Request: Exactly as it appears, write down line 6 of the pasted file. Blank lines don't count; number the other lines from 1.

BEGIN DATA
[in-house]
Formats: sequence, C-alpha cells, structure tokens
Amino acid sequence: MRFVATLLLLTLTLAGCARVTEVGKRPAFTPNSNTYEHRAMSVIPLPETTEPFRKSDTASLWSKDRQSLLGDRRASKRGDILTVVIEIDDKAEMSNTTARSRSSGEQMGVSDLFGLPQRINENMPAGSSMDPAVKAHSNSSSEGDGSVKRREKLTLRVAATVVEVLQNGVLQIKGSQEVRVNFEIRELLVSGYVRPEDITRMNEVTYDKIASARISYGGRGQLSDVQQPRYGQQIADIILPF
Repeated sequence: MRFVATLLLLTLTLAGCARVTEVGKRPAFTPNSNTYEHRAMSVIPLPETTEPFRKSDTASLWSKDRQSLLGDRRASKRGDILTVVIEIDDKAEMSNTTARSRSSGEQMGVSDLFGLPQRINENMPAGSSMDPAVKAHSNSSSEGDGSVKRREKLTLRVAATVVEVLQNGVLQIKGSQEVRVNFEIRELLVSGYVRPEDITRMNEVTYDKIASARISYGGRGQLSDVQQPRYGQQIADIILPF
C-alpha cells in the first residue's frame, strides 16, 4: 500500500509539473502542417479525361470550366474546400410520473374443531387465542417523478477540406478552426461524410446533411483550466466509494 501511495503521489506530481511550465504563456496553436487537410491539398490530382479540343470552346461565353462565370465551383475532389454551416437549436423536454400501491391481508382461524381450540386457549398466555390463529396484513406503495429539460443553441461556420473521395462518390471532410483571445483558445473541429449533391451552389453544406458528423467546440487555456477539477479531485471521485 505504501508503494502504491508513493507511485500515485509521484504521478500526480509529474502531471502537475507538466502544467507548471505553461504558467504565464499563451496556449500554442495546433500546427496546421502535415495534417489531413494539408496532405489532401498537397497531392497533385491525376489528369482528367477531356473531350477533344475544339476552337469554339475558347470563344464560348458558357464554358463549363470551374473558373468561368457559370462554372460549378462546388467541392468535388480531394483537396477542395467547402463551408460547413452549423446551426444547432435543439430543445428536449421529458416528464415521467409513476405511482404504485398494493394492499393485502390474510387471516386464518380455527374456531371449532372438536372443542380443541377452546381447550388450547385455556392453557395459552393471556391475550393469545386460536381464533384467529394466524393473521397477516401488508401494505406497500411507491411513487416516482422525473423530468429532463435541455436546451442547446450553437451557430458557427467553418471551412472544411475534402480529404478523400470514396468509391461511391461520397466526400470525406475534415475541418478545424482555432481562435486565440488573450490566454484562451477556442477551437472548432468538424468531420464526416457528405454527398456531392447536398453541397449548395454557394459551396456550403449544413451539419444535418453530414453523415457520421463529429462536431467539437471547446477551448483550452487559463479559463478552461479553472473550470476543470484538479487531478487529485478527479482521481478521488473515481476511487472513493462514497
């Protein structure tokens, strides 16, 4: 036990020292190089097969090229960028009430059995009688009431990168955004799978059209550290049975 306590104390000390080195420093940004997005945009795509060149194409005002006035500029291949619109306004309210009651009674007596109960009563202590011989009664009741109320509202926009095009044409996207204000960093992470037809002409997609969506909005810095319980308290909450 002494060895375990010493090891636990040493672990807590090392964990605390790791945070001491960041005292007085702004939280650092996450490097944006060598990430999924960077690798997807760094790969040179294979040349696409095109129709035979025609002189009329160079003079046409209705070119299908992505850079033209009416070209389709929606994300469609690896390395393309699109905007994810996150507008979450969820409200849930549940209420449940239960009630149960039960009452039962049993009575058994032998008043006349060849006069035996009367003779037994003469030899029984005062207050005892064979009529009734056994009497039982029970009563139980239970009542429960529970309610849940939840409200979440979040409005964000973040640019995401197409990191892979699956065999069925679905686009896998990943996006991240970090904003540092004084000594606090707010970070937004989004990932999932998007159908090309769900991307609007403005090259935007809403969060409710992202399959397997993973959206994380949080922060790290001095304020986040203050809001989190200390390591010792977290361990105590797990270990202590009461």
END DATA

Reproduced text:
């Protein structure tokens, strides 16, 4: 036990020292190089097969090229960028009430059995009688009431990168955004799978059209550290049975 306590104390000390080195420093940004997005945009795509060149194409005002006035500029291949619109306004309210009651009674007596109960009563202590011989009664009741109320509202926009095009044409996207204000960093992470037809002409997609969506909005810095319980308290909450 002494060895375990010493090891636990040493672990807590090392964990605390790791945070001491960041005292007085702004939280650092996450490097944006060598990430999924960077690798997807760094790969040179294979040349696409095109129709035979025609002189009329160079003079046409209705070119299908992505850079033209009416070209389709929606994300469609690896390395393309699109905007994810996150507008979450969820409200849930549940209420449940239960009630149960039960009452039962049993009575058994032998008043006349060849006069035996009367003779037994003469030899029984005062207050005892064979009529009734056994009497039982029970009563139980239970009542429960529970309610849940939840409200979440979040409005964000973040640019995401197409990191892979699956065999069925679905686009896998990943996006991240970090904003540092004084000594606090707010970070937004989004990932999932998007159908090309769900991307609007403005090259935007809403969060409710992202399959397997993973959206994380949080922060790290001095304020986040203050809001989190200390390591010792977290361990105590797990270990202590009461």